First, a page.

In response to this identified need, The Water Tower, the new global innovation hub in Gwinnett County, Georgia, is leading the effort to create a forum through which stakeholders and researchers will work together to develop a Lake Lanier Watershed Research Master Plan. The Plan will provide a multi-year research roadmap of project concepts to address critical needs in the Lake Lanier Watershed.  Funding for prioritized projects will be crowdsourced among the stakeholders and the be the focus of nonprofit, public and private grant applications.  The research projects will be competitively bid, with regional and international third party technical expert oversight, and managed by The Water Tower, a 501c3 focused on research and innovation.

Presenters

  • Kristan VandenHeuvel, Strategic Director of Research and Engagement, The Water Tower
  • Steve Leo, Client Service Manager, Constantine Engineering
  • Jeff Mosher, Principal Technologist, Carollo Engineers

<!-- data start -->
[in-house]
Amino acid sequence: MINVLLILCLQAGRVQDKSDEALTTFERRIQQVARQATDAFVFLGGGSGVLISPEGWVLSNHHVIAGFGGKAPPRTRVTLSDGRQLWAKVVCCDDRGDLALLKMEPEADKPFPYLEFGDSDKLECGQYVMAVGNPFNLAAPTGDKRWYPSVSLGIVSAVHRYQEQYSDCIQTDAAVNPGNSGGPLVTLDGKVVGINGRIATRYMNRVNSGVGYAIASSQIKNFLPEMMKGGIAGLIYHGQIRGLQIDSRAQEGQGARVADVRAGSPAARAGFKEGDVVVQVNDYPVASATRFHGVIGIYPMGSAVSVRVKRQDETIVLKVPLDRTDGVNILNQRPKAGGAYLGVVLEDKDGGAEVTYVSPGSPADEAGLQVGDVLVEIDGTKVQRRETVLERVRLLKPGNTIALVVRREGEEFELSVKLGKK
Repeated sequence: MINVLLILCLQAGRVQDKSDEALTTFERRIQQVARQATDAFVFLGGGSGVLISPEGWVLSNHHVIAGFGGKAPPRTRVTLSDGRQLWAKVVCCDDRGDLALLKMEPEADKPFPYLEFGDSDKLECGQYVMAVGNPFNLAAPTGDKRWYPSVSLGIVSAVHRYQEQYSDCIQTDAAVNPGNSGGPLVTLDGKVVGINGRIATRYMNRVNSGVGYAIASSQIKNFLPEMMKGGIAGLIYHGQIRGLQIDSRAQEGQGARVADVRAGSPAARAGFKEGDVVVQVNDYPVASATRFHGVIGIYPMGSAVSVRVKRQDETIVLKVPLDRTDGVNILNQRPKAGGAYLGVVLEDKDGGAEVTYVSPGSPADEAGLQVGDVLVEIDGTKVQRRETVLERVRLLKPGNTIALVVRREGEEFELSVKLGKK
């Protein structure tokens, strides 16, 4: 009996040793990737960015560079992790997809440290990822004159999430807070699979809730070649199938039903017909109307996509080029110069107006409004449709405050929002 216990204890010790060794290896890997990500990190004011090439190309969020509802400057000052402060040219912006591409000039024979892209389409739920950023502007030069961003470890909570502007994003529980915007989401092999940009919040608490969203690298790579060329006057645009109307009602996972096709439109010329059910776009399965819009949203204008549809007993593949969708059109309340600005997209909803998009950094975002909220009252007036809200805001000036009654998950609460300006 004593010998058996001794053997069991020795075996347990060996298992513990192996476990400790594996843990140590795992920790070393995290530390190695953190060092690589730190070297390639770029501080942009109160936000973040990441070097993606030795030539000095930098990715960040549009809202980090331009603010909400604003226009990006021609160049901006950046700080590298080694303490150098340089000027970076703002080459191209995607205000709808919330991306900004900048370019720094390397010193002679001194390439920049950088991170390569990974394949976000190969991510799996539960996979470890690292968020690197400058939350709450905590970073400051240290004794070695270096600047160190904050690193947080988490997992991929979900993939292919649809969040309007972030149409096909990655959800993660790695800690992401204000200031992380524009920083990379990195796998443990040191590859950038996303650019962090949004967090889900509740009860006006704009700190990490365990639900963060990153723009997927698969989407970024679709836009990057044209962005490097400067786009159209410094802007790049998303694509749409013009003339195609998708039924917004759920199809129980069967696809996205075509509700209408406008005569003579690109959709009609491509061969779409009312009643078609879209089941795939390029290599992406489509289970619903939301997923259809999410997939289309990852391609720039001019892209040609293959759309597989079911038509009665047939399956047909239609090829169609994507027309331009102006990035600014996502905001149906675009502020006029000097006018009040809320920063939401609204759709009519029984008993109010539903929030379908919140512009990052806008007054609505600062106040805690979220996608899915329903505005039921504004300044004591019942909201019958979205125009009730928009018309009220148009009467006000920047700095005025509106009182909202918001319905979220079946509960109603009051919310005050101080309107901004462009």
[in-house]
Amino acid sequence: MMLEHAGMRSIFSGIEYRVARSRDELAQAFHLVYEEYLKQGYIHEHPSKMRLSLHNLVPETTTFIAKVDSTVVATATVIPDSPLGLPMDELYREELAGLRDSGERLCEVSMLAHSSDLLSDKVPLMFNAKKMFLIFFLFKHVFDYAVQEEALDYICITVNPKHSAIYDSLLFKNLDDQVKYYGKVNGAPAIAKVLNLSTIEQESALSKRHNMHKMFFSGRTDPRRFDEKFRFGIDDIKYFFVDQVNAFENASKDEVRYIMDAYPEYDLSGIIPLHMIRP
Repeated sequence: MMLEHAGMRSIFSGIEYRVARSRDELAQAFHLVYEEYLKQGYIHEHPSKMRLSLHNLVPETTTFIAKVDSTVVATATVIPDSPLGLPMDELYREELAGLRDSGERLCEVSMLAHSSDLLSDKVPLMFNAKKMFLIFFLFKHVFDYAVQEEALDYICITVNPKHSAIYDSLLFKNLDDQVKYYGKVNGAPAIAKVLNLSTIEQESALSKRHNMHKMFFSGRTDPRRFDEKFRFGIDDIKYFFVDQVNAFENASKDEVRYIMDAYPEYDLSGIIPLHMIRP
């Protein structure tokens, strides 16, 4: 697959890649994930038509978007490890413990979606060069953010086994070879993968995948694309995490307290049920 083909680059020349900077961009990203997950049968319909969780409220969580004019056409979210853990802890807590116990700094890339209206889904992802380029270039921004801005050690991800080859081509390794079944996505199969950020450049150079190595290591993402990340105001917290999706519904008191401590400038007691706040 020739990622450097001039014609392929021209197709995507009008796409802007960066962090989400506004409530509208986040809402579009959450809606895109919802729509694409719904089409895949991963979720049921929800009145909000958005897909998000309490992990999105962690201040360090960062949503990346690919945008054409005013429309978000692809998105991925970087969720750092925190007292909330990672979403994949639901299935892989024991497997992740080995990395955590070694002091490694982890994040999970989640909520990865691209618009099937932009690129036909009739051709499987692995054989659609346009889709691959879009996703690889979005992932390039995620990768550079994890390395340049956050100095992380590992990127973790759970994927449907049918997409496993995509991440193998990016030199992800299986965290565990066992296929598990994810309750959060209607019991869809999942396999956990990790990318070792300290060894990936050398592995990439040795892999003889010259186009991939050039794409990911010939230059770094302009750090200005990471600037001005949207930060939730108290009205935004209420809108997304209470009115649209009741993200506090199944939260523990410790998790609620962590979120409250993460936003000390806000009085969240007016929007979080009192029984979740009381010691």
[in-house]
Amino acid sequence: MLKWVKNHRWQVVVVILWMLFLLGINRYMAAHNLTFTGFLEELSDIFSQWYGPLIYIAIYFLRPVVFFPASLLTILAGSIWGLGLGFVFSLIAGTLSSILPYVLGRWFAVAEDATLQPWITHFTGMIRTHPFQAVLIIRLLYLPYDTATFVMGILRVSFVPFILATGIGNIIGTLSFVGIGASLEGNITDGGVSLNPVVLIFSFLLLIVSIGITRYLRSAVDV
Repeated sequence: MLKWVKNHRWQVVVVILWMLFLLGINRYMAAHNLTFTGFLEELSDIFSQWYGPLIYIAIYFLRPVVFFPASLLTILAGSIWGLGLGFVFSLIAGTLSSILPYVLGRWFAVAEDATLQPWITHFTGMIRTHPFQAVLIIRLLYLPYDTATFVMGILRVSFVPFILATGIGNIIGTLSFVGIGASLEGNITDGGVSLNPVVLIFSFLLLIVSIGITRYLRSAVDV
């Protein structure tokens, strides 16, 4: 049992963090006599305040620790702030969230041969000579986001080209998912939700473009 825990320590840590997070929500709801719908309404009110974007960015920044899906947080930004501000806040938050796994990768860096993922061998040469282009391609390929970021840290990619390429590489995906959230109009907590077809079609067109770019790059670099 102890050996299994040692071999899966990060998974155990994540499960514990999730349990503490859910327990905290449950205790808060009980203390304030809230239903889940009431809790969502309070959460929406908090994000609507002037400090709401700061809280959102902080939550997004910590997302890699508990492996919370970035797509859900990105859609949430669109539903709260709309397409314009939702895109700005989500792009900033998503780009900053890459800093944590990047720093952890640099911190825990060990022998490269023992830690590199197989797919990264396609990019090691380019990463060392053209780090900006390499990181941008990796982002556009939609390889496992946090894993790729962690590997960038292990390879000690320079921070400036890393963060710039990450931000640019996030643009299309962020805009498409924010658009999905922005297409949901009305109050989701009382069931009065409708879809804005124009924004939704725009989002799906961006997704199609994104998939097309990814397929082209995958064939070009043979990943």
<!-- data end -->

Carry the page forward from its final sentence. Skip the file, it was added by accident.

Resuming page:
Jul
30
Thu
Section Meeting & Webinar
Jul 30 @ 10:00 am – 12:30 pm
Jul
31
Fri
From Urban to Rural: Water Reuse Case Studies in the Pacific Northwest
Jul 31 @ 11:00 am – 12:30 pm

Join Us!
11:00 a.m. – 12:30 p.m. Pacific | 2:00 – 3:30 pm Eastern
WateReuse Members: Free
Others: $49
PDHs: 1.5

Register Now!

Join us as we learn how water reuse is being reimagined and employed in different ways and scales. We will hear from the Portland Water Bureau regarding decentralized on-site non-potable water reuse to address water resource challenges for the City of Portland. Chris Wanner is a commissioner of the National Blue Ribbon Commission on On-site Non-Potable Reuse and will discuss how Portland’s efforts fit into the Commission’s work on advancing on-site non-potable water reuse. We will then shift attention to a smaller community in the Pacific Northwest, the City of Hagerman, Idaho, to learn how they transitioned from discharging to the river to recycling their water and putting it to good use.

Presenters

  • Chris Wanner, Portland Water Bureau
  • Dan Ayers, JUB Engineers
  • Justin Hulme, Public Works Superintendent, City of Hagerman, ID
Aug
11
Tue
Los Angeles Chapter Meeting
Aug 11 all-day